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“My Wrists Hurt!”–Carpal Tunnel Syndrome in Pregnancy

You are pregnant.  While typing out your latest status update, you notice a tingling or numbness in your wrists, hands or fingers.  You may even notice a dull ache.  Throughout the day, these symptoms  come and go.  At night, the pain seems to get worse.  The discomfort may extend to forearm and upperarm.  Your hands or wrists may even feel weak or clumsy.  Consult your health care provider.  You may have pregnancy induced Carpal Tunnel Syndrome.

The carpal tunnel is a bony canal formed by the wrist bones on three sides and a ligament that runs across the wrist on the other side.  During pregnancy, fluid retention may put pressure on this very narrow and inflexible region.  It usually affects women during the second half of their pregnancy when the hormones in the body encourage fluids in the body accumulate.  This could lead to swelling in the wrists, which, when combined with poor posture,  creates tension in the shoulders.  The repetitive motion activities we all engage in, such as typing on a keyboard, can lead to carpal tunnel discomfort.  The extra fluid in these regions can compress the median nerve that runs through the carpal tunnel.  This is the nerve that gives feeling to the thumb, the index, middle, and half of the ring finger.  It is also responsible for movement of a muscle at the base of the thumb.  It can be painful.

Focus on your posture.  Notice if you are drawing your shoulders forward while working at a desk.  Notice if you tend to jut your chin forward.  Try to pinpoint what sorts of activities aggravate the pain, then avoid or modify those activities, when possible. Your physician may suggest a hand or wrist brace, which helps with the alignment of the carpal tunnel.  Gentle exercise, drinking enough water, and eating a low sodium diet are some ways to help reduce fluid retention which contribute to this condition.

Prenatal yoga can provide the exercise the body needs to increase circulation and help move fluid through the body.  In my prenatal yoga class,  at Hilltop Yoga, I commonly teach postures that help reduce tension in the muscles of the arm, hands and wrists.  I like to emphasize being mindful of your posture, something that you can bring to your workspace and daily life, which will, in turn, alleviate symptoms.  The movements we use in my prenatal yoga class can help you correct and maintain good posture through your pregnancy. Stretches and postures learned in class can help decrease tension in the shoulders, neck and arms, which may help prevent fluid from gathering in these regions. There are simple movements that you can incorporate into your day that just take a moment or two.  Stretching the fingers out wide with the palms open will feel good and and is beneficial.   You can lift the arms and make gentle circles with the wrists.  Keeping the chest lifted, while the shoulders relax will keep tension from creeping into the upper back.  Some simple chest and back openers as described in this post can also help.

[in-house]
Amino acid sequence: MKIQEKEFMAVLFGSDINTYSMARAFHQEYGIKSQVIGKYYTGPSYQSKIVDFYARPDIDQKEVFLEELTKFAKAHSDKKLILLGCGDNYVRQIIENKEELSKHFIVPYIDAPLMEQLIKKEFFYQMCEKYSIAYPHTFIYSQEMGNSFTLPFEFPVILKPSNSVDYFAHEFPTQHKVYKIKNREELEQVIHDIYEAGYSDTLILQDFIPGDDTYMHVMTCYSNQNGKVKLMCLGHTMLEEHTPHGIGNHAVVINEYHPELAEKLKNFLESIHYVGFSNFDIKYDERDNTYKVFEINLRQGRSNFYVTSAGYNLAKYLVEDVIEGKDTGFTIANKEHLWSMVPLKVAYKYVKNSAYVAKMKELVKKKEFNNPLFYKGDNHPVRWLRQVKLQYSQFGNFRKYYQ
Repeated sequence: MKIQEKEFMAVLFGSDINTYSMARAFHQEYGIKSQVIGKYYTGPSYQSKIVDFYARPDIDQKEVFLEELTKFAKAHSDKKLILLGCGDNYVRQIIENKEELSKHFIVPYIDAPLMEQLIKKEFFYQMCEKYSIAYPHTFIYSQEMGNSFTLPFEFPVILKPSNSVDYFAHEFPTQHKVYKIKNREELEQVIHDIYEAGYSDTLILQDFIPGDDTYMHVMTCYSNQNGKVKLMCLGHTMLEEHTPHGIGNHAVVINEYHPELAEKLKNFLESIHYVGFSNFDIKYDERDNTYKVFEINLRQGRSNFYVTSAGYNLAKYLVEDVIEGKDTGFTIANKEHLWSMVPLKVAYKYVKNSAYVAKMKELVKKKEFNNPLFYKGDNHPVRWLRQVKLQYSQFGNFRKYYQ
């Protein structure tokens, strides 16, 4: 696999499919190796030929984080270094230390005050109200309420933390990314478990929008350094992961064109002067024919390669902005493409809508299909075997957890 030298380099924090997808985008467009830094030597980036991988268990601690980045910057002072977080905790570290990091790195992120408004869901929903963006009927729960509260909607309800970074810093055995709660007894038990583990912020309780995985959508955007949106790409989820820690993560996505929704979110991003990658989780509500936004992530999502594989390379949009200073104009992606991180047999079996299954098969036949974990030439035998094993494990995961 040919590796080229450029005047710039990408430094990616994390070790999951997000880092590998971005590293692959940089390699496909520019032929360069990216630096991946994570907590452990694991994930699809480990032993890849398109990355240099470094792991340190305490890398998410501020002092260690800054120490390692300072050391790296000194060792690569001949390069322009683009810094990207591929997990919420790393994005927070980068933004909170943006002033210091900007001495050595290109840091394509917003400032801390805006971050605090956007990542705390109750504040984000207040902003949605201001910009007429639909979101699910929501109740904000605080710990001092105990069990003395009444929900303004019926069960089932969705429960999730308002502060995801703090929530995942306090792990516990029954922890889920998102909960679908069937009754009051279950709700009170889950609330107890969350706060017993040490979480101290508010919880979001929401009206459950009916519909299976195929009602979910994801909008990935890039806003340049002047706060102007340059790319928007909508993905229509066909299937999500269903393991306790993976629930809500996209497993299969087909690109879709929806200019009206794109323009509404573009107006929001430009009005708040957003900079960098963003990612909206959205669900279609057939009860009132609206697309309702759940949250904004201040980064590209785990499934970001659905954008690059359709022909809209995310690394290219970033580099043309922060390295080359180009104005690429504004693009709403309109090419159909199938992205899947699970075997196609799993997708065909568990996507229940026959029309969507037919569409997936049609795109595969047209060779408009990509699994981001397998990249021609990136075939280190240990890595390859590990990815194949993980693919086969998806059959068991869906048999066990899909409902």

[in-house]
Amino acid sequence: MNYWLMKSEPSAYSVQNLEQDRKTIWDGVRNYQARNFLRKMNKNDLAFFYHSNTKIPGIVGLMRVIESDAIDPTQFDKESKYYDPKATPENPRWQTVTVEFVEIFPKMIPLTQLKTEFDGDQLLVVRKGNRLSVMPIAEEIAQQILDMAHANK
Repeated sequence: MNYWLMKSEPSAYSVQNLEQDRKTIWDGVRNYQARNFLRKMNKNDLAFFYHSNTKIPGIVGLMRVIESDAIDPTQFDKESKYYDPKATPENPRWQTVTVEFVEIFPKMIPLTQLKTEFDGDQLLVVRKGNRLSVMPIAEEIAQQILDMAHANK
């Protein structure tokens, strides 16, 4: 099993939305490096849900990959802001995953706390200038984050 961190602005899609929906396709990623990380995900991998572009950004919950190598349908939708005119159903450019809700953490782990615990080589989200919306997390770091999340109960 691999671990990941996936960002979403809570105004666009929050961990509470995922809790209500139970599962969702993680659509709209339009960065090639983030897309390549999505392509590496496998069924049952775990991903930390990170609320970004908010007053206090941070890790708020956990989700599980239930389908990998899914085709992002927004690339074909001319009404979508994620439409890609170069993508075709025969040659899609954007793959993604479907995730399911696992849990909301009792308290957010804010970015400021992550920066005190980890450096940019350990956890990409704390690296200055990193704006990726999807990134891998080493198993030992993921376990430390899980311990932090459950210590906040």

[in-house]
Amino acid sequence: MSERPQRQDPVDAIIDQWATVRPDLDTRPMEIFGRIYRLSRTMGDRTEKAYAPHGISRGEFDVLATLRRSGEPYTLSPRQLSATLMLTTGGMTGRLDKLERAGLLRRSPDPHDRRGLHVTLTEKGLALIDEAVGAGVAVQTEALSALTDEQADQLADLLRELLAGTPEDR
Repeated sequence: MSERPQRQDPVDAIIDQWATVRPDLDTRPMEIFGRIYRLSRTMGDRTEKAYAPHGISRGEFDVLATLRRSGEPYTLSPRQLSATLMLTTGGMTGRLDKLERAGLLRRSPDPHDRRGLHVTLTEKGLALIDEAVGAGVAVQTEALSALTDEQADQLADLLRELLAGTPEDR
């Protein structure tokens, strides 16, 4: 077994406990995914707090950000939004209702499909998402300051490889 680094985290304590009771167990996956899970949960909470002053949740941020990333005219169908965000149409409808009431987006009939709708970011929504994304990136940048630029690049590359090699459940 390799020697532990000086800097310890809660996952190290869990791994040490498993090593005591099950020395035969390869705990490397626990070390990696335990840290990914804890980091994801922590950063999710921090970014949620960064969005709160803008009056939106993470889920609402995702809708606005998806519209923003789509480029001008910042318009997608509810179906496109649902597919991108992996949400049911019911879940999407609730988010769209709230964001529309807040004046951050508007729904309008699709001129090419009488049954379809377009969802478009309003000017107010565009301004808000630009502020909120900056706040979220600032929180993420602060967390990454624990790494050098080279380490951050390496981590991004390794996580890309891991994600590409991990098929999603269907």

If you already have carpal tunnel, avoid placing the wrists at a ninety degree angle.   Some yoga postures that apply pressure to the wrists, such as downward facing dog,  may not be advisable. Hands and knees postures, which can be beneficial in many ways, may be modified by placing a loose fist on the floor instead of a flat palm.  Always listen to your body!

One of the best ways to find relief for pregnancy induced carpal tunnel syndrome is through massage.  An experienced prenatal massage therapist familar with carpal tunnel,  can massage away the pain, flushing the fluids from the affected areas, providing you with much needed relief.   Rachel, one of the certified massage therapists and yoga instructors who works out of the Hilltop Yoga studios, says that massage for pregnancy induced carpal tunnel syndrome can encourage  fluids to flow back into the lymphatic tissues.  When fluid retention subsides, so does the pain.

It is important to keep your health care provider aware of any changes in your body and health when pregnant, especially those that bring you discomfort.  Always be mindful and keep in tune to what’s happening inside.  Remain conscious and remember to keep breathing in, deep and full!

~Namaste

© mahamamas.com and Janet MacFarlane, 2012. Unauthorized use and/or duplication of this material without express and written permission from this blog’s author and/or owner is strictly prohibited. Excerpts and links may be used, provided that full and clear credit is given to Janet MacFarlane and Mahamamas.com with appropriate and specific direction to the original content.

Janet MacFarlane is a Yoga Alliance registered teacher at 500 hours, with a specialty in  prenatal yoga.  Janet is also a Certified Prenatal Fitness Educator with ICEA.

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2 comments on ““My Wrists Hurt!”–Carpal Tunnel Syndrome in Pregnancy

  1. Carpal tunnel syndrome is a compression on the the median nerve due to prolong typing, computer gaming and writing. You can check more information on this site and read more articles on our experts advice. http://carpaltunnelhq.com

    • Than for more information! This blog post pertains specifically to carpal tunnel syndrome during pregnancy. I would suggest that pregnant women consult with their health care advisor on the use of any herbal medicinals suggested on the link provided in the above comment. Thanks!
      ~Janet

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